5. Mishnah, Hagigah, 2.5-2.6, 3.6 (1st cent. CE - 3rd cent. CE)

2.5. They wash hands for [eating] unconsecrated [food], and [second] tithe, and for terumah [heave-offering]. But for sacred food they must immerse [their hands in a mikveh]. With regard to the [water of] purification, if one’s hands became impure, one’s [whole] body is impure." 2.6. If he immersed for unconsecrated [food], and was presumed to be fit to eat unconsecrated [food], he is prohibited from [eating second] tithe. If he immersed for [second] tithe, and was presumed to be fit to eat [second] tithe, he is prohibited from [eating] terumah. If he immersed for terumah, and was presumed to be fit to eat terumah, he is prohibited from [eating] holy things. If he immersed for holy things, and was presumed to be fit to eat holy things he is prohibited from [touching the waters of] purification. If one immersed for something possessing a stricter [degree of holiness], one is permitted [to have contact with] something possessing a lighter [degree of holiness]. If he immersed but without special intention, it is as though he had not immersed." 3.6. Tax-collectors who entered a house, and similarly thieves who restored [stolen] vessels are believed if they say, “We have not touched [anything].” And in Jerusalem they are believed in regard to sacred things, and during a festival also in regard to terumah."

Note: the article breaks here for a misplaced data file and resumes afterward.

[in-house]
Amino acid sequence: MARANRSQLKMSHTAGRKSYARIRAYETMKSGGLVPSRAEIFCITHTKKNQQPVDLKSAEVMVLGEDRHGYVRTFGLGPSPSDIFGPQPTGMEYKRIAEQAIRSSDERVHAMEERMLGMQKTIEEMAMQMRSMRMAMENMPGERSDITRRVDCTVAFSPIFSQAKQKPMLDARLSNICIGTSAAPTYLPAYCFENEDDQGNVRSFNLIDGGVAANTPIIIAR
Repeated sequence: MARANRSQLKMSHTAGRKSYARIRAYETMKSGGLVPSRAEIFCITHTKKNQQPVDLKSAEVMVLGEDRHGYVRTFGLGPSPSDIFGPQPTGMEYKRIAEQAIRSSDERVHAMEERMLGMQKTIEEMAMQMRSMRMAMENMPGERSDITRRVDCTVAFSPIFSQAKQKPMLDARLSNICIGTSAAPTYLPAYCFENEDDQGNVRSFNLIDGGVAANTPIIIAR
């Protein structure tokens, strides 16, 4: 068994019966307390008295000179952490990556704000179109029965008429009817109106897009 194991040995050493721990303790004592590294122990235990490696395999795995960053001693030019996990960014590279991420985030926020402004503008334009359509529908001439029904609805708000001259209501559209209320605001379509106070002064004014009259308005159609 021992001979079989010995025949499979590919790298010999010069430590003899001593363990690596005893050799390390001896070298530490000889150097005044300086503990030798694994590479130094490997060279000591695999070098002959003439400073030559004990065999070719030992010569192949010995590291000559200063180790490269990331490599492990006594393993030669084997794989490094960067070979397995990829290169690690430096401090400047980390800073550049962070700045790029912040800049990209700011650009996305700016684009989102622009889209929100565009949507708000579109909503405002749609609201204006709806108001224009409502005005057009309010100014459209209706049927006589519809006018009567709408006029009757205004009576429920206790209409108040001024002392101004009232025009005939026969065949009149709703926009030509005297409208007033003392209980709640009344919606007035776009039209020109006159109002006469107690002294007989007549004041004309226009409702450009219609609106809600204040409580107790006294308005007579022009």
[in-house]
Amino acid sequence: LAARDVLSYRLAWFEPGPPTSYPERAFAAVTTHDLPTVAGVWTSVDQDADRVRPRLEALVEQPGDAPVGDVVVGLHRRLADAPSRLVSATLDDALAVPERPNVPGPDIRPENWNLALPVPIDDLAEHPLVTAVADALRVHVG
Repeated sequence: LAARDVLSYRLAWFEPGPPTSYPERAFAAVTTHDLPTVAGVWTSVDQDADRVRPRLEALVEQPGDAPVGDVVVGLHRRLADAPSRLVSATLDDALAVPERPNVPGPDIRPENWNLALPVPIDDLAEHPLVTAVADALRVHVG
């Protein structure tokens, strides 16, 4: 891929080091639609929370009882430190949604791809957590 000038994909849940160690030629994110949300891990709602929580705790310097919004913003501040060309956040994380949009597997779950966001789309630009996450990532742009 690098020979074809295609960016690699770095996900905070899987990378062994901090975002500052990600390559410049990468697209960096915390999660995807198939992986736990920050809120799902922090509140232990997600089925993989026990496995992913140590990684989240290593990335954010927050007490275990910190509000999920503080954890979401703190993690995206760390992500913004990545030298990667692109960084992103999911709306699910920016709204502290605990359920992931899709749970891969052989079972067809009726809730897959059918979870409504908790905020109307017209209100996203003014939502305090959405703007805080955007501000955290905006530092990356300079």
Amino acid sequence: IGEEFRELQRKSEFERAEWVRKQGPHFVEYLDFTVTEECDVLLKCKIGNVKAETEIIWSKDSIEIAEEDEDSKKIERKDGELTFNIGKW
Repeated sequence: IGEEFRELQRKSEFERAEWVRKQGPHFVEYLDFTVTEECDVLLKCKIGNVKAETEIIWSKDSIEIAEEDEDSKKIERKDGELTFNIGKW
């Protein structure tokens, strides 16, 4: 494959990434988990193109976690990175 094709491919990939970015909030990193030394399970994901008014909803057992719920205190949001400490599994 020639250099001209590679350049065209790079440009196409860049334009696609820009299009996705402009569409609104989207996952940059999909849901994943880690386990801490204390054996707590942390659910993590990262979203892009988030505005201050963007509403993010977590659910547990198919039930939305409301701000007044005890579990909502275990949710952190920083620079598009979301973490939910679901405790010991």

6. Mishnah, Keritot, 2.1 (1st cent. CE - 3rd cent. CE)

2.1. There are four persons who require a ceremony of atonement, and there are four who bring a sacrifice for willful as well as for inadvertent transgression. The following are those who require a ceremony of atonement: the zav, the zavah, the woman who gave birth and the metzora. Rabbi Eliezer ben Jacob said: also a convert is regarded as a person who still requires a ceremony of atonement until the blood has been sprinkled for him; the same applies to the nazirite with reference to wine, haircutting and uncleanness."
7. Mishnah, Yoma, 3.3 (1st cent. CE - 3rd cent. CE)

3.3. A man may not enter the Temple courtyard or to worship even if he was clean until he immerses himself. Five immersions and ten sanctifications did the high priest perform on that day. And all in sanctity in the Bet Haparvah with the exception of this one alone."
8. New Testament, Acts, 21.26 (1st cent. CE - 2nd cent. CE)

21.26. Then Paul took the men, and the next day, purified himself and went with them into the temple, declaring the fulfillment of the days of purification, until the offering was offered for every one of them.
9. Babylonian Talmud, Pesahim, None (3rd cent. CE - 6th cent. CE)